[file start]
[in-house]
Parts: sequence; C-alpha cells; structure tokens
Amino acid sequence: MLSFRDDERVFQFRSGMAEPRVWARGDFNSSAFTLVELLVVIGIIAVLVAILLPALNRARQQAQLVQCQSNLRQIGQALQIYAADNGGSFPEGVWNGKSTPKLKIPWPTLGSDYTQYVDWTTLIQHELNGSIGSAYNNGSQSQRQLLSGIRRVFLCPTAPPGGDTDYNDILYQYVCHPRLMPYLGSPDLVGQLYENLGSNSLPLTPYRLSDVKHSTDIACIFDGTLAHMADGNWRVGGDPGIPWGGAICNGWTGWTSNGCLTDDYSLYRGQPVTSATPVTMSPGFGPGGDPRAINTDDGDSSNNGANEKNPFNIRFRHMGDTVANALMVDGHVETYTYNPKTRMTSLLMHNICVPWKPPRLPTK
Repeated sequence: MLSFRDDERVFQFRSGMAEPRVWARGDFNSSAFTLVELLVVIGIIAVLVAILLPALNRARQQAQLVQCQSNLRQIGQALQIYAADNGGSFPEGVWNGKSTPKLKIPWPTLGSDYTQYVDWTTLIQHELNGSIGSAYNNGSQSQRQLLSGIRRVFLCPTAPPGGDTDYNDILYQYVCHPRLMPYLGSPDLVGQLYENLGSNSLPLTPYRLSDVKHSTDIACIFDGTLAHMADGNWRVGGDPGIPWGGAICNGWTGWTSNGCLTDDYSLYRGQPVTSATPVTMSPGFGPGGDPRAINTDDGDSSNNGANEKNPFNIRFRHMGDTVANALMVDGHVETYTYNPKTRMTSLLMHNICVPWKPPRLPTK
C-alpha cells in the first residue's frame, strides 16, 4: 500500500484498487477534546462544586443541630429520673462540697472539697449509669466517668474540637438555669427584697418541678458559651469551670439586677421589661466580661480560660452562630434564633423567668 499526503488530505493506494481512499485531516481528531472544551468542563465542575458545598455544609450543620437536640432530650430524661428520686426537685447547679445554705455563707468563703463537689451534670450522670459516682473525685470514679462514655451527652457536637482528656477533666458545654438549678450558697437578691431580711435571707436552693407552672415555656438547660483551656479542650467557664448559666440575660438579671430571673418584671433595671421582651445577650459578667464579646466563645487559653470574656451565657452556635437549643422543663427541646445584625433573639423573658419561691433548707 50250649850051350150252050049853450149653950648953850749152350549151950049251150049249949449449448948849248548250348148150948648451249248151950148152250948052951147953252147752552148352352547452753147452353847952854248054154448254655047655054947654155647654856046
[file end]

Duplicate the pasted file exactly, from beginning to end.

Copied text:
[in-house]
Parts: sequence; C-alpha cells; structure tokens
Amino acid sequence: MLSFRDDERVFQFRSGMAEPRVWARGDFNSSAFTLVELLVVIGIIAVLVAILLPALNRARQQAQLVQCQSNLRQIGQALQIYAADNGGSFPEGVWNGKSTPKLKIPWPTLGSDYTQYVDWTTLIQHELNGSIGSAYNNGSQSQRQLLSGIRRVFLCPTAPPGGDTDYNDILYQYVCHPRLMPYLGSPDLVGQLYENLGSNSLPLTPYRLSDVKHSTDIACIFDGTLAHMADGNWRVGGDPGIPWGGAICNGWTGWTSNGCLTDDYSLYRGQPVTSATPVTMSPGFGPGGDPRAINTDDGDSSNNGANEKNPFNIRFRHMGDTVANALMVDGHVETYTYNPKTRMTSLLMHNICVPWKPPRLPTK
Repeated sequence: MLSFRDDERVFQFRSGMAEPRVWARGDFNSSAFTLVELLVVIGIIAVLVAILLPALNRARQQAQLVQCQSNLRQIGQALQIYAADNGGSFPEGVWNGKSTPKLKIPWPTLGSDYTQYVDWTTLIQHELNGSIGSAYNNGSQSQRQLLSGIRRVFLCPTAPPGGDTDYNDILYQYVCHPRLMPYLGSPDLVGQLYENLGSNSLPLTPYRLSDVKHSTDIACIFDGTLAHMADGNWRVGGDPGIPWGGAICNGWTGWTSNGCLTDDYSLYRGQPVTSATPVTMSPGFGPGGDPRAINTDDGDSSNNGANEKNPFNIRFRHMGDTVANALMVDGHVETYTYNPKTRMTSLLMHNICVPWKPPRLPTK
C-alpha cells in the first residue's frame, strides 16, 4: 500500500484498487477534546462544586443541630429520673462540697472539697449509669466517668474540637438555669427584697418541678458559651469551670439586677421589661466580661480560660452562630434564633423567668 499526503488530505493506494481512499485531516481528531472544551468542563465542575458545598455544609450543620437536640432530650430524661428520686426537685447547679445554705455563707468563703463537689451534670450522670459516682473525685470514679462514655451527652457536637482528656477533666458545654438549678450558697437578691431580711435571707436552693407552672415555656438547660483551656479542650467557664448559666440575660438579671430571673418584671433595671421582651445577650459578667464579646466563645487559653470574656451565657452556635437549643422543663427541646445584625433573639423573658419561691433548707 50250649850051350150252050049853450149653950648953850749152350549151950049251150049249949449449448948849248548250348148150948648451249248151950148152250948052951147953252147752552148352352547452753147452353847952854248054154448254655047655054947654155647654856046